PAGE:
"No surplus water exists in the system; this is not some speculative future event – the District's supply is already strained," the Petition says. "Simply put, the City is attempting to commit the District to provide water it does not have."
The Sage Ranch Project will require 350 acre feet of water a year for residences. Schlosser said that the City is committed to providing 175 acre feet and the developer has promised to provide the additional 175 acre feet in new water rights. The water district asserts that the Applicant has not revealed where that water will come from or when it will be available. The City contends that the water district "has been aware of the source of the water rights the Applicant intends to dedicate to this Project" and that the District has received a copy of a water purchase agreement between the developer and a third party. An email memo to the water district and the City from Sage Ranch developer Jeff Ciachurski includes a copy of "Water Rights Purchase Agreement and Escrow Instructions," dated Aug. 11, 2020, in a five-step process to purchase water for the Project.
The water district says there is no evidence in the record "that the water rights are the subject of an enforceable commitment to serve the Sage Ranch project through the conditions of approval."
Attorney Hagan suggests in her Aug. 16 letter to the Tehachapi City Council that the Project [Sage Ranch] is being "utilized as a political pawn," and, "In the absence of a cogent argument backed by verifiable facts, it is reasonable to conclude that the district is attempting to use our client's Project as a vehicle for pushing a larger agenda."
In an Aug. 16 memorandum to Schlosser, Joseph D. Hughes of Klein DeNatale Goldner, attorneys for the City, says that "TCCWD's [Tehachapi-Cummings County Water District] general manager and several of its board members are engaged in the agricultural industry."
The Hughes memorandum to the City further says: "When considering the SWP water needs of a [sic] M&I user, TCCWD's general manager and board members have a conflict of interest in that increasing M&I allocation will, in the presence of a shortage, necessarily reduce the agricultural allocation."
In case of Exceptional drought (the current condition), the water district says in its Petition that surface water deliveries to agriculture "are slashed." Water district Ordinance 2021-1 prioritizes residential and business deliveries (M&I) above agriculture (fire storage is top priority). In the event of water shortage, agriculture customers are served in a specific hierarchy after the M&I customers are served. The ag customers curtail their planting or change crops to use less water.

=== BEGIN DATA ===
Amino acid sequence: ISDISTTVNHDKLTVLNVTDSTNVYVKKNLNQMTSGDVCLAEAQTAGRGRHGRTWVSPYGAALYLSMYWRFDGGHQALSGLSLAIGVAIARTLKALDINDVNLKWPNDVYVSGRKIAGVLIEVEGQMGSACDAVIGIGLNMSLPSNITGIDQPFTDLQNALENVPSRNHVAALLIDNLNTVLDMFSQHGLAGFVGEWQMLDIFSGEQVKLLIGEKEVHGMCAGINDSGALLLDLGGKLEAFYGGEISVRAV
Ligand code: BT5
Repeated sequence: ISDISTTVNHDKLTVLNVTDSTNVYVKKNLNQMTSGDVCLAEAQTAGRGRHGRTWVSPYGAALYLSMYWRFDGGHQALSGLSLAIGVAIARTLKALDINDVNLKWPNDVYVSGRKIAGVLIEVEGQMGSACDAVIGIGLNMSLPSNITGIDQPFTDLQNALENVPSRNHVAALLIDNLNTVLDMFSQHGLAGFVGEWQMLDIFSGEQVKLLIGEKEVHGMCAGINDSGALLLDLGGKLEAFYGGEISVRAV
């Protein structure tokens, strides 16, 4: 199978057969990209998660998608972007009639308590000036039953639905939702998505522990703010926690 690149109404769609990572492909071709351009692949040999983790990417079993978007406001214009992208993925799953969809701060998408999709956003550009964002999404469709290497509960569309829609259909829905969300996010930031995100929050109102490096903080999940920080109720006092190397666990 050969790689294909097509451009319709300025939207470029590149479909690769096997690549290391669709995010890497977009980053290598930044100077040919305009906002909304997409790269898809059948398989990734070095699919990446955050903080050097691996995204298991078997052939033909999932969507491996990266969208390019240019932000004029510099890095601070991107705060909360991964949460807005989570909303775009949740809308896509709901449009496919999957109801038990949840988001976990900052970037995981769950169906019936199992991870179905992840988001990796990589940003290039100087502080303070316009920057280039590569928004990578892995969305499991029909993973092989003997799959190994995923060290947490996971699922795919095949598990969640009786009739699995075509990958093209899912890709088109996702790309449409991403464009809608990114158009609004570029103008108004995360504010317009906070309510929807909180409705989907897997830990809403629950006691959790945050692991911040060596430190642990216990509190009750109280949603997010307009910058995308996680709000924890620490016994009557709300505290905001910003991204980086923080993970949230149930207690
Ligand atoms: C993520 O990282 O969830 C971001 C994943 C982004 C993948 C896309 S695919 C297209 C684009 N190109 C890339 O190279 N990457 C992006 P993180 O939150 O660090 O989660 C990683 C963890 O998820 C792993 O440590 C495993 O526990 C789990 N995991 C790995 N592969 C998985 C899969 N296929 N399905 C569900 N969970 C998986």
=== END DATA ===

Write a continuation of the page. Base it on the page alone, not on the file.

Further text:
Smaller Project rejected
In analyzing Project alternatives, the environmental report concludes that a reduction of the Project by 50 percent is not feasible.
The project alternatives, spelled out in detail in the Draft EIR, include "no project," "alternate location" and "reduced (50 percent) project." The EIR analysis rejects the first two and admits that a smaller project would reduce noise, air pollution, water use, need for public services and traffic.
Nevertheless, the EIR rejects the smaller project alternative, as it does not meet requirements of the Tehachapi General Plan regarding diversity.
In rejecting a smaller project, the EIR states: "A lower density project would likely result in a single-family neighborhood, which does not provide a variety of housing types and would not be consistent with the City's General Plan which expressly requires projects of this size to contain a diversity of housing types."
The water district discounts this EIR conclusion as "boilerplate and advocacy of the project" presented "in a string of unsupported assertions and non sequiturs designed to deflect the inherent reasonableness of reducing the project's size to avoid or reduce its significant adverse environmental effects..."
The water district's Petition states that the EIR "omits at least one obvious potentially feasible alternative – a project of reduced size that maintains the same or similar relative percentages of diverse housing types as presented within the proposed project."
The City, in a Supplemental Staff Memorandum of Aug. 16 said the water district had not responded to the Project size issue in a timely manner during the public comment period, and the EIR is not tasked with assessing other alternatives.
"This sandbagging is improper under CEQA and the City is not obligated to respond to these comments," the City memorandum said.
In a Claim for Relief in the EIR, the District says that the City failed to provide a public scoping session to explain the project and solicit responses. The Draft EIR public review was from March 4, 2020 through April 17, 2020. The public review yielded four letters of response.
The CEQA water battle is similar to the environmental challenge that stopped the construction of the Tehachapi Adventist hospital for a year and added $11 million to the cost of the project. Judge Kenneth Twisselman oversaw the court proceedings and found for the Tehachapi Valley Healthcare District, the owner of the hospital.
Judge Twisselman is presiding over the current dispute as well.
The Sage Ranch EIR and Draft EIR are available on the City of Tehachapi website under government – development services – Planning Department – CEQA.